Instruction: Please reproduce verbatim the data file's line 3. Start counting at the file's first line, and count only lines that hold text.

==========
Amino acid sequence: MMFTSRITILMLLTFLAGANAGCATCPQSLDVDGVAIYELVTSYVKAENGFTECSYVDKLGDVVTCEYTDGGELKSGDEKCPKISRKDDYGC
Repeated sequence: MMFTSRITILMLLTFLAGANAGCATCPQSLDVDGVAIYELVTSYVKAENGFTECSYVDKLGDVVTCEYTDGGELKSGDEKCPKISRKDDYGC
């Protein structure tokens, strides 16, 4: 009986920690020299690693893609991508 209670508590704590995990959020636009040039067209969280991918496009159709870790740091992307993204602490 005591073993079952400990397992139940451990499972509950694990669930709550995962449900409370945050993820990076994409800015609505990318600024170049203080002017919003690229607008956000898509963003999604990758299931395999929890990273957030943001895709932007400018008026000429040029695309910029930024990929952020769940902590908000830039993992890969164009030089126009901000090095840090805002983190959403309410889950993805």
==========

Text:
């Protein structure tokens, strides 16, 4: 009986920690020299690693893609991508 209670508590704590995990959020636009040039067209969280991918496009159709870790740091992307993204602490 005591073993079952400990397992139940451990499972509950694990669930709550995962449900409370945050993820990076994409800015609505990318600024170049203080002017919003690229607008956000898509963003999604990758299931395999929890990273957030943001895709932007400018008026000429040029695309910029930024990929952020769940902590908000830039993992890969164009030089126009901000090095840090805002983190959403309410889950993805």